GATE LOGAL ADDRESS REGISTER TO BUFFER ADDRESS LINES GATE OUTPUT OF BUFFER TO ADR AND APR REGISTERS GATE LOGAL ADDRESS REGISTER TO BUFFER ADDRESS LINES GATE OUTPUT OF BUFFER TO AX REGISTER GATE LOGAL ADDRESS REGISTER TO BUFFER ADDRESS LINES GATE OUTPUT OF BUFFER TO AY REGISTER INGREIIENT LOGAL ADDRESS REGISTER GATE LOGAL ADDRESS REGISTER TO BUFFER ADDRESS REGISTER INGREIIENT GP SEOUENGE COUNTER PIT IS GP SEQUENCE COUNTER ZERO I NO YES muss scan MECHANISM TIME-SHARED NUMERICAL CONTROL SYSTEM BACKGROUND OF INVENTION 1. Field of Invention This invention relates to time-shared, central control systems for a plurality of numerically controlled devices.

2. Description of the Prior Art Heretofore, computers have been widely employed for the purpose of providing numerical-control tapes for controlling motive means for devices including machine tools. Several schemes for direct numerical control by means of a timeshared computer have been proposed. In US. Pat. application Ser. No. 697,849 of Bottles et al.. commonly assigned, and now US. Pat. No. 3,573,738, a plurality of machine tools are coupled to a time-shared computer for providing a parallel word to the machine tool in response to a request for an output pulse by an external demand pulse oscillator. One such oscillator is employed for each machine tool, located either at a controller near the machine tool or alternatively near the time-shared computer for the purpose of timing the operation of the machine tool. Thus in the Bottles et al. application Ser. No. 697,849 the several machine tool controllers receive data on an interleaved, time-shared basis in synchronism with external demand request signals generated by the demand pulse oscillators. In addition, the time-shared digital computer is so programmed that an output buffer is connected between the interpolating programs and the various output registers for the several machine tools. The output bufi'er includes a plurality of word positions, i.e., a table, for each machine tool, so that the interpolating program performs several successive interpolations for each machine tool, until it has completely filled the word positions (the table) in the output buffer for a given machine tool. Then the interpolating program will proceed to perform a series of calculations comprising the table for another machine tool.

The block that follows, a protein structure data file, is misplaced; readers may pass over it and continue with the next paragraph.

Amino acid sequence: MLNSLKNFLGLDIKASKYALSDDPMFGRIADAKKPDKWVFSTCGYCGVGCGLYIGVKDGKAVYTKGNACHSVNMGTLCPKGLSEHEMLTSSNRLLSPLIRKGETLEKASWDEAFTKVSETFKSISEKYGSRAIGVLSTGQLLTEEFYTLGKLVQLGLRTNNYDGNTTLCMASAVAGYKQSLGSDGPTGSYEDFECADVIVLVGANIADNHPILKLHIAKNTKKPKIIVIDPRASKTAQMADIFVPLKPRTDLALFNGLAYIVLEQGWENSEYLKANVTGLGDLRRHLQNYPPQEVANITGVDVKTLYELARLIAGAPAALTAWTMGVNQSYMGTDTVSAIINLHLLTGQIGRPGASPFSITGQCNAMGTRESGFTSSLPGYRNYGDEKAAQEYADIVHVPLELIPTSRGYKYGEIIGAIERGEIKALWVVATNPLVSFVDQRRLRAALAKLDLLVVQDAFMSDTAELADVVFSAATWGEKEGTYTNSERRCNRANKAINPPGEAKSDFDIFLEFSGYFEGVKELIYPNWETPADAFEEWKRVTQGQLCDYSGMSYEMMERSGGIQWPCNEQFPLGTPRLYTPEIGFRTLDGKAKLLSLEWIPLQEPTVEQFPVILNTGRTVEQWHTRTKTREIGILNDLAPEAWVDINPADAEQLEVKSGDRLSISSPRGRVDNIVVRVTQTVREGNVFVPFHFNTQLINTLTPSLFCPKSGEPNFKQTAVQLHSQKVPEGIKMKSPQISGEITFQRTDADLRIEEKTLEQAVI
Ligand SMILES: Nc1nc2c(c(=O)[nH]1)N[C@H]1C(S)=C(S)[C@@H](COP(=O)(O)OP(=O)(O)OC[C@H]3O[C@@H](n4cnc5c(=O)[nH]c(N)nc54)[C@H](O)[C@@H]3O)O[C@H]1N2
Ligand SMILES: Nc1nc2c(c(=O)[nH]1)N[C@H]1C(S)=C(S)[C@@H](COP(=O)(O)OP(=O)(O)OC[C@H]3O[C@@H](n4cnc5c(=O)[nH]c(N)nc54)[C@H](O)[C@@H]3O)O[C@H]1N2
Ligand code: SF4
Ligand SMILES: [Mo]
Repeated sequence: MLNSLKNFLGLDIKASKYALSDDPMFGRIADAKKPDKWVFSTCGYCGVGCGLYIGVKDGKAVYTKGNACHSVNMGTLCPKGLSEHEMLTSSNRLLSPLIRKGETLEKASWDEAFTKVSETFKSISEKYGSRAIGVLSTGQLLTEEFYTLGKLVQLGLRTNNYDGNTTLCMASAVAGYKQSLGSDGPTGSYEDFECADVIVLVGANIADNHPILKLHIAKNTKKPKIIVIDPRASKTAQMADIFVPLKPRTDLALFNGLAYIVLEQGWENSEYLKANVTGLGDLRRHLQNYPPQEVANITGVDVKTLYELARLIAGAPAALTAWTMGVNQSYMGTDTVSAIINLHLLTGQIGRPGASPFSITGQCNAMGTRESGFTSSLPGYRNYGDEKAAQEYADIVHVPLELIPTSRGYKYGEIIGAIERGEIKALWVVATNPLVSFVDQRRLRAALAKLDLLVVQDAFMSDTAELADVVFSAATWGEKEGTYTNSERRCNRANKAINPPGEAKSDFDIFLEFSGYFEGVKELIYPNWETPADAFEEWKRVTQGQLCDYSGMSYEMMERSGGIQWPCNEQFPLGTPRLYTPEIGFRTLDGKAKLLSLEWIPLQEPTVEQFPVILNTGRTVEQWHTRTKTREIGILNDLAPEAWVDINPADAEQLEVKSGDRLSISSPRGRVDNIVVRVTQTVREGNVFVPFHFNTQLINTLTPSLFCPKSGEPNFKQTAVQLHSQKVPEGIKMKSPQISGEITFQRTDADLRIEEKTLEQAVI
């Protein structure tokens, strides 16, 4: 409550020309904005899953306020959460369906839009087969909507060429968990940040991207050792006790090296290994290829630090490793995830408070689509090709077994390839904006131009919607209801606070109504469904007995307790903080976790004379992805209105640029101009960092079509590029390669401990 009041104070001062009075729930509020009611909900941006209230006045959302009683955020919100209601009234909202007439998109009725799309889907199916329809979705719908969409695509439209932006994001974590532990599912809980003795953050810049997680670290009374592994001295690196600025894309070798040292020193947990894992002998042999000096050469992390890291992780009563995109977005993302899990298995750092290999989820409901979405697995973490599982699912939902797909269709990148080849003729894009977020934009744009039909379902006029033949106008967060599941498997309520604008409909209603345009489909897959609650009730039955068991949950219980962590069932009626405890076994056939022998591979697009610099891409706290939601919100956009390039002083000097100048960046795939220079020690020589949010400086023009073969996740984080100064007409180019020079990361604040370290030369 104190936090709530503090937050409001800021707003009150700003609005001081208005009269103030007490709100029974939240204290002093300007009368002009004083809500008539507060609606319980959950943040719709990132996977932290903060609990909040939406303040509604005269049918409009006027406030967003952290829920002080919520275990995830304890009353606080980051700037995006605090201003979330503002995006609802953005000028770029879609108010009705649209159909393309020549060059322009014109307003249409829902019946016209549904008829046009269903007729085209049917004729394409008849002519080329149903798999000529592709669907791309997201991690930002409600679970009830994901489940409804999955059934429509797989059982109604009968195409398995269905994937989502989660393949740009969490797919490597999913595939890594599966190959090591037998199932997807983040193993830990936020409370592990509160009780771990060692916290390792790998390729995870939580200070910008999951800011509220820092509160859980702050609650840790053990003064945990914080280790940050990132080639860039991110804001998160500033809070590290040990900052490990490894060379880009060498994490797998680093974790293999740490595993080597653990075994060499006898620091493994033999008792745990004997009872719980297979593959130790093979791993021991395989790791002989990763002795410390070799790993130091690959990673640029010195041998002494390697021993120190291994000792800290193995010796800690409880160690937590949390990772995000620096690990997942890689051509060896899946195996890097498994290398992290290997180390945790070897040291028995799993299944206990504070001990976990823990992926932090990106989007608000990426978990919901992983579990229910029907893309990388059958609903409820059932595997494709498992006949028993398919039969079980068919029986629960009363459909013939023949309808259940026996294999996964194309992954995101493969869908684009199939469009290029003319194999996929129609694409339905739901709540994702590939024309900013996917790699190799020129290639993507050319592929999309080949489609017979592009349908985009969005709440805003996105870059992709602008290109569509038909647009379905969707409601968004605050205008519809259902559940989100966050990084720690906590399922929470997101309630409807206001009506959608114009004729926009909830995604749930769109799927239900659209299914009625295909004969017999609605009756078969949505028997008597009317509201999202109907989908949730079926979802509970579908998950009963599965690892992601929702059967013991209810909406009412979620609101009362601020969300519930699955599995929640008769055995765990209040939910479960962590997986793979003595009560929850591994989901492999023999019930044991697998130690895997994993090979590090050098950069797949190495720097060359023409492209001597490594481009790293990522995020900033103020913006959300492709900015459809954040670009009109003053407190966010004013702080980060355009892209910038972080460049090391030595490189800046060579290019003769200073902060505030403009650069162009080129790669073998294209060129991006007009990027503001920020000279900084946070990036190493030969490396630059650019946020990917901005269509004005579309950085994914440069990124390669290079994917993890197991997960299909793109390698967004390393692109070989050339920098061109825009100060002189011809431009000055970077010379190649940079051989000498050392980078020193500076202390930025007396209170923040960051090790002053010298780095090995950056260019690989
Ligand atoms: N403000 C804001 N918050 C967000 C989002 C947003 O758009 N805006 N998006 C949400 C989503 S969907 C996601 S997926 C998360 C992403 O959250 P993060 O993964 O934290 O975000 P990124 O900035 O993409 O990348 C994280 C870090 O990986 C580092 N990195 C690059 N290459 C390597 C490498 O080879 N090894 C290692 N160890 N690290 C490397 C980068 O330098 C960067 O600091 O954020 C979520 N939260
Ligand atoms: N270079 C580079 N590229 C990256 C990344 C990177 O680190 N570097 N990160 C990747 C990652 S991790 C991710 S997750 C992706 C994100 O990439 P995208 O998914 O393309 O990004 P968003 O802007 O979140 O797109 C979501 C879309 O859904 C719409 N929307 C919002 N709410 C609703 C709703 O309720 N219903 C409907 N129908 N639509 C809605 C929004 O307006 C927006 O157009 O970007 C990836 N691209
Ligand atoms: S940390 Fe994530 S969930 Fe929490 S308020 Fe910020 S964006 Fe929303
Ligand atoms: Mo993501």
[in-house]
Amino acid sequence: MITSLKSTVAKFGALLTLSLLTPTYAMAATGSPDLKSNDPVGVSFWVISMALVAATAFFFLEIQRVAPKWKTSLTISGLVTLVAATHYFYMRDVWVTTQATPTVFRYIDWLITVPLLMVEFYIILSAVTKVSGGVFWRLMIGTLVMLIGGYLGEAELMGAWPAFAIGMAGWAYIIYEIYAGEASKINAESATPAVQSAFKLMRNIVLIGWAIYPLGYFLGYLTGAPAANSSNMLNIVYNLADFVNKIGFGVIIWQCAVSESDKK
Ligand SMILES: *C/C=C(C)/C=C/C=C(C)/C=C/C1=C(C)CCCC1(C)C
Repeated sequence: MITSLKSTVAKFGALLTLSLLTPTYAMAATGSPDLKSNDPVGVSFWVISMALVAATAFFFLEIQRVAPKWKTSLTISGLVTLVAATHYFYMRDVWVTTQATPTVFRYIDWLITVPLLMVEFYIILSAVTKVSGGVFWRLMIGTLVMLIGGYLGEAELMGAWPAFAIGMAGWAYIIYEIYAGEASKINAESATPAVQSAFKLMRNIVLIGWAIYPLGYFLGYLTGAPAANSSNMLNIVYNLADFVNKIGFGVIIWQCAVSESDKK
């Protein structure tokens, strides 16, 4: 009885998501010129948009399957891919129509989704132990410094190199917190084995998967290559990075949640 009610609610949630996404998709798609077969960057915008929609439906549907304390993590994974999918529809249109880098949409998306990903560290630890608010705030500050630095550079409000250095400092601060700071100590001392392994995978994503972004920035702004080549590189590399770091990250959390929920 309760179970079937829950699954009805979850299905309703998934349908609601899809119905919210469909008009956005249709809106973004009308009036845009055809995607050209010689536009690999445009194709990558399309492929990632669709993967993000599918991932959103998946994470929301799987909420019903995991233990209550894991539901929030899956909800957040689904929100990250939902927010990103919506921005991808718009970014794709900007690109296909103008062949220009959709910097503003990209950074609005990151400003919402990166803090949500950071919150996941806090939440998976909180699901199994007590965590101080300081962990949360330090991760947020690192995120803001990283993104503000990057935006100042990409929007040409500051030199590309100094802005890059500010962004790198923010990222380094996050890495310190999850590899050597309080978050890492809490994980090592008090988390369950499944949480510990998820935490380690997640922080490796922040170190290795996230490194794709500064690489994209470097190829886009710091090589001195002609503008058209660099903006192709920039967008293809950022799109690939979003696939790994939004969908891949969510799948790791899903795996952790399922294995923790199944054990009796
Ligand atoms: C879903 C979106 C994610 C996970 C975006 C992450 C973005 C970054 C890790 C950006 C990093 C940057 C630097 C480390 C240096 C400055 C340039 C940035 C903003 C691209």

Thus, for each machine tool, a chain of interpolation calculations is performed, seriatim, in an uninterrupted fashion until the entire table therefore in the output buffer is completely filled with numbers. Then the tables are read out independently, asynchronously, under independent timing control from a series of independent demand oscillators or clocks by the various machine tools. This technique of timesharing computer operation among several machine tools with an output bufier was employed so that the computer could be independent of the various machine tools and could operate without interruption.